With a final Regulation Best Interest in hand, trade groups are urging the New Jersey Bureau of Securities to embrace the Securities and Exchange Commission’s federal standard, so as not to create a patchwork of state rules.
New Jersey stops taking comments on its uniform fiduciary standard for broker-dealers and investment advisors Friday. On April 15, the state proposed its rule, which would require all investment professionals registered with the state’s Bureau of Securities to place the interests of their clients above their own when recommending securities or providing investment advice.
The bureau has stated that the purpose of its proposal is to “establish a uniform standard for financial professionals and rectify investor confusion that results from the lack of uniformity.”
A recent analysis by Groom Law Group said New Jersey’s plan “far exceeds” Reg BI as well as the Labor Department’s now defunct fiduciary rule.
In a Friday comment letter, the Financial Services Institute told the state bureau that it should reconsider the final Reg BI as it includes “significant changes.”
FSI also noted that there are “significant differences” between New Jersey’s proposed rule and the final Reg BI, which will lead to investor confusion.
“If the Bureau chooses to move forward with its proposal, FSI strongly encourages it to align its requirements with those of Regulation Best Interest,” FSI said.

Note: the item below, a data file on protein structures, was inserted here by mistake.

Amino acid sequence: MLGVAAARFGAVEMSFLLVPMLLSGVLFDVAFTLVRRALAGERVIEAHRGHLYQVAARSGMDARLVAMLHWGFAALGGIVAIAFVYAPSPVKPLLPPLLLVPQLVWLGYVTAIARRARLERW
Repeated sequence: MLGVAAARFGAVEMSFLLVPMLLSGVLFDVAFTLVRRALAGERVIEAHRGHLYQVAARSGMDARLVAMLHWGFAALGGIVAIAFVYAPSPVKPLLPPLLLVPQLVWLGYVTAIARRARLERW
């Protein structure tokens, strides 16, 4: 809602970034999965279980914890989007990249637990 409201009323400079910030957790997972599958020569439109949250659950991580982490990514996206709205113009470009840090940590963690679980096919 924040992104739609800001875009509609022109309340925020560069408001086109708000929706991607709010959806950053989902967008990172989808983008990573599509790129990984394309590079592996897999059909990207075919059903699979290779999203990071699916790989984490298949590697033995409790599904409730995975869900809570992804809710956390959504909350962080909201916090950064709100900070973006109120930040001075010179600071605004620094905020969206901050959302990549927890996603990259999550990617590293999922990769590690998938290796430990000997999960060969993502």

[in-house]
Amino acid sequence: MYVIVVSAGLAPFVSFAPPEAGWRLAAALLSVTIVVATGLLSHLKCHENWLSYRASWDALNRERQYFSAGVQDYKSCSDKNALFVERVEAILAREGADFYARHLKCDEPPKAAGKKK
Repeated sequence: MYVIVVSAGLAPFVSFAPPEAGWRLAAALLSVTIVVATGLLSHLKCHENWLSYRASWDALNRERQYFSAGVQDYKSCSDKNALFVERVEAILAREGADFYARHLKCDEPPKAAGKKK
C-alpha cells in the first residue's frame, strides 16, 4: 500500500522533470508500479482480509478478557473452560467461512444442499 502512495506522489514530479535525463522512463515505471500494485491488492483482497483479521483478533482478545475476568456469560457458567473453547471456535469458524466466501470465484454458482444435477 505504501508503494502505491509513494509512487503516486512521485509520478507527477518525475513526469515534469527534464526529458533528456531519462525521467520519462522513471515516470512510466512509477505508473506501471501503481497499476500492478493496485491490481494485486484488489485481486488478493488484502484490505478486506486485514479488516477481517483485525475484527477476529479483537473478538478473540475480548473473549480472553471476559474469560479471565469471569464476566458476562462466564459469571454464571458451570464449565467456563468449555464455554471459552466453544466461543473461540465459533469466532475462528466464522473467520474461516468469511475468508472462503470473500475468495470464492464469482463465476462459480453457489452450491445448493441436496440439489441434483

Reg BI “provides a model for the types of disclosures that allow retail investors to make informed decisions about the services and products they choose,” FSI wrote. “FSI recommends that the Bureau consider aligning its proposal with Regulation Best Interest or alternatively providing that a broker-dealer’s substantial compliance with Regulation Best Interest would satisfy the requirements” under its plan.
FSI stated that the trade group is “confident that the [SEC] has achieved this goal through its most recent rulemaking package, which includes Regulation Best Interest, a best interest standard of conduct applicable to broker-dealers, and a separate interpretive guidance on the fiduciary duty applicable to investment advisers.”
The American Securities Association also urged New Jersey to adopt Reg BI.
“New Jersey should adopt the SEC’s national Reg BI standard and not create a patchwork of unworkable state regulations that would only cause confusion across the financial industry and harm New Jersey residents saving and investing for a better future,” said ASA CEO Chris Iacovella.
ASA, Iacovella wrote, believes the “standards laid out in the New Jersey Proposals directly undermine the consumer protections set forth in Reg BI’s national best interest standard. Adopting a different approach from the SECs national standard will confuse residents, financial professionals, and firms in New Jersey.”
Industry groups like Better Markets, the Consumer Federation of America and Fund Democracy, however, voiced support for New Jersey’s fiduciary plan.